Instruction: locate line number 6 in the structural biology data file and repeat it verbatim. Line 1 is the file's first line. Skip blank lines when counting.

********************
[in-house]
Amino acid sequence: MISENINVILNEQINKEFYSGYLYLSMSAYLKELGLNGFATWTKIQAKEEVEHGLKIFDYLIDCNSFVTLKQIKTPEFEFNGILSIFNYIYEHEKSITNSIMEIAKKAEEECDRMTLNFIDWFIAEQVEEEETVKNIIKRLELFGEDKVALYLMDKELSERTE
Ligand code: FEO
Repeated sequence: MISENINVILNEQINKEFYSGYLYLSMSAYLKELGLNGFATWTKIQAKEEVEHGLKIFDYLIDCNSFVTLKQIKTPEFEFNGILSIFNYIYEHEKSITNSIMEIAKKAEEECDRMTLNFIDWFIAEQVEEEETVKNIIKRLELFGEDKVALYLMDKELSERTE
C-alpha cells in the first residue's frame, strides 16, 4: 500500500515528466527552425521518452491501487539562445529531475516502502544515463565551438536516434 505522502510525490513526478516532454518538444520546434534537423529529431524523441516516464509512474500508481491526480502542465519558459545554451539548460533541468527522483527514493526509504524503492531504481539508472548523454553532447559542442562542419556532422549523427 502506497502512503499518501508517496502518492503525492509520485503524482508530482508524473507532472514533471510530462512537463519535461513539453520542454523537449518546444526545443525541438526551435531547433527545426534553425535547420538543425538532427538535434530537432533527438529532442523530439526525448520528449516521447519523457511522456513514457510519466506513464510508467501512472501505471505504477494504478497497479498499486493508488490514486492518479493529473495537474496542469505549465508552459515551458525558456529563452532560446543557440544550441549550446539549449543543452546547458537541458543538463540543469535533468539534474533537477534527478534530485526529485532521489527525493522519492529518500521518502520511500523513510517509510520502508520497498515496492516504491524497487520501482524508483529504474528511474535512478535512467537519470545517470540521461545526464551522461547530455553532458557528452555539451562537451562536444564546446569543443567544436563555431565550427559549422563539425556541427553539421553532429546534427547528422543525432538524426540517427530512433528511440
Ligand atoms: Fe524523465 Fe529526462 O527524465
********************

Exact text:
Ligand atoms: Fe524523465 Fe529526462 O527524465